When Cage The Elephant’s self-titled debut album dropped in 2008, it had me from the word go. It was quirky, it was catchy and more importantly it was just plain fun. Now they have just released their fourth album, Tell Me I’m Pretty, and it must be said that it has made me very conflicted. The whole album is overlaid with psychedelic tones that can sometimes make certain tracks feel a little droned out and whiny, but at other times it works really well at creating the eerie undertones that the band is fairly renowned for.
A good point of comparison is between the fourth and fifth tracks: ‘Too Late to Say Goodbye’ and ‘Cold Cold Cold’ respectively. The former, despite being a technically impressive song, in my opinion can at times come across with a certain dull quality that feels unlike what I’ve come to expect from Cage. The slower, more bass-centric stylistics of ‘Too Late to Say Goodbye’ don’t work as well with lead vocalist Matthew Schultz’s voice than the upbeat, acoustic tones of ‘Cold Cold Cold’. Obviously the two songs are aiming for completely different effects, but the latter just works so much better.
The next track, ‘Trouble’, combines the acoustic sounds of ‘Cold Cold Cold’ with the pacing of ‘Too Late to Say Goodbye’, finding what is likely to be the happy medium between the band’s somewhat conflicting directions in Tell Me I’m Pretty. It is a thoroughly psychedelic and chilled out tune that reminds me somewhat of the Noel Gallagher’s High Flying Birds track ‘The Girl With X-Ray Eyes’ from Chasing Yesterday. Both tracks are indicative of the kind of the revival of psychedelic rock happening currently and show how it is beginning to fuse with where indie music is at today. It is with little surprise that ‘Trouble’ is the most popular Cage the Elephant track on Spotify at the moment.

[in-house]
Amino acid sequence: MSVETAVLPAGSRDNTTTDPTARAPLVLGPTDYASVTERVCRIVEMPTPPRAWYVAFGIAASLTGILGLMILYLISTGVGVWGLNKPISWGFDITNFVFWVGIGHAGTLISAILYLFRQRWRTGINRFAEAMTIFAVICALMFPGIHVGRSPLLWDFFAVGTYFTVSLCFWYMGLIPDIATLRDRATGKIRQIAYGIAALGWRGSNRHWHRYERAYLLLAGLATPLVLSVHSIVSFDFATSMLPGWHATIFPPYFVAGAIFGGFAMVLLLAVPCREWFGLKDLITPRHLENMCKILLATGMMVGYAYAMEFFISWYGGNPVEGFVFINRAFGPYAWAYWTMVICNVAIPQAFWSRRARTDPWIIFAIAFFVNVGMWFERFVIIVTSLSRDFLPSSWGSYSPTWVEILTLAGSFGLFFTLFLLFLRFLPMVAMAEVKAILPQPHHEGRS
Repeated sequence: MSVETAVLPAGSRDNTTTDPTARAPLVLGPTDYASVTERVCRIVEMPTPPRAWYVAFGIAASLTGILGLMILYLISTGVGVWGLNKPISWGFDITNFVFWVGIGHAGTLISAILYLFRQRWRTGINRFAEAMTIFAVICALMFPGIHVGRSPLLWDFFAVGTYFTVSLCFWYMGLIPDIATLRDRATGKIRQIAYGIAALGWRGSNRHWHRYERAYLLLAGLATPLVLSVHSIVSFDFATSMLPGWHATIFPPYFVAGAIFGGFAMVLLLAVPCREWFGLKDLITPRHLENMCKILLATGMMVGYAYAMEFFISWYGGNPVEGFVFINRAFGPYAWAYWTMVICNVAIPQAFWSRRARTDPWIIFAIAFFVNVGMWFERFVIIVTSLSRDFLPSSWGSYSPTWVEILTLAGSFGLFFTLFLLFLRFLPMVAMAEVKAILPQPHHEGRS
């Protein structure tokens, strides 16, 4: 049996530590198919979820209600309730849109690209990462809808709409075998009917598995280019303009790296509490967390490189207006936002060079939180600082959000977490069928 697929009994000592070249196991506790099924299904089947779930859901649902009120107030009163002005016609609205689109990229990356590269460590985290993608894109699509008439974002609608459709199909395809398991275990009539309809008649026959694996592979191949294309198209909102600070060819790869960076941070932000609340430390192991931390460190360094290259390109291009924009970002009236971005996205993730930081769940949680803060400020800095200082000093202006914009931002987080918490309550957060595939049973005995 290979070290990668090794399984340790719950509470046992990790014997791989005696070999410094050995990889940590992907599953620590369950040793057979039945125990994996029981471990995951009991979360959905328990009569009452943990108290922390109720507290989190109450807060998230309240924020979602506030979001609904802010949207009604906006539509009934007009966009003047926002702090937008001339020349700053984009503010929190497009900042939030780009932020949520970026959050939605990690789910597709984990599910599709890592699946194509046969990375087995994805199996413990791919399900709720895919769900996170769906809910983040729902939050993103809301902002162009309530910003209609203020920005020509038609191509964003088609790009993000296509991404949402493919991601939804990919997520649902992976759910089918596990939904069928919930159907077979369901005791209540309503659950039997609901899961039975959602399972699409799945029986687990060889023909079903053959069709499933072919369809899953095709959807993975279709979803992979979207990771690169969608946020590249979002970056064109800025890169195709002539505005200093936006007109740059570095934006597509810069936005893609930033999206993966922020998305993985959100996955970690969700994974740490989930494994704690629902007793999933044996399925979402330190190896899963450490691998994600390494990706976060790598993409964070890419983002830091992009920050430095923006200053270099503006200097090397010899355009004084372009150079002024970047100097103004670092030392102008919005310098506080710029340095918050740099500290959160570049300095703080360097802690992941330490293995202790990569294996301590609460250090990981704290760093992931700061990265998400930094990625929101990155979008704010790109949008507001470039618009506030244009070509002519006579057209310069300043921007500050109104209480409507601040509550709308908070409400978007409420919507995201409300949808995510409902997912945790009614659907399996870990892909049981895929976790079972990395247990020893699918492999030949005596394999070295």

However, for me, Tell Me I’m Pretty really comes into its own in the last three tracks: ‘That’s Right’, ‘Punchin’ Bag’ and ‘Portuguese Knife Fight’. Three up-beat tracks in a row is a refreshing change of pace by the time that you reach to the end of the album and it is where fans of the band’s older tracks like ‘Aint No Rest For the Wicked’ and ‘In One Ear’ are likely to feel most comfortable. In fact, with its mix of tambourines, catchy lyrics and an evidently very dark theme, ‘Punchin’ Bag’ is probably the ‘Aint No Rest For the Wicked’ of Tell Me I’m Pretty.
The only issue with the last three tracks is that they retroactively cast a shadow over the rest of the album, showing just how different the band has become over the years. The change is not necessarily a bad one because tracks like ‘Trouble’ and ‘Cold Cold Cold’ are brilliant in their own right, but it does make them feel overly melancholy and miserable in comparison to the band’s more energetic tracks. Tell Me I’m Pretty is a good album overall, but at times it does make me miss the style of the band’s first album.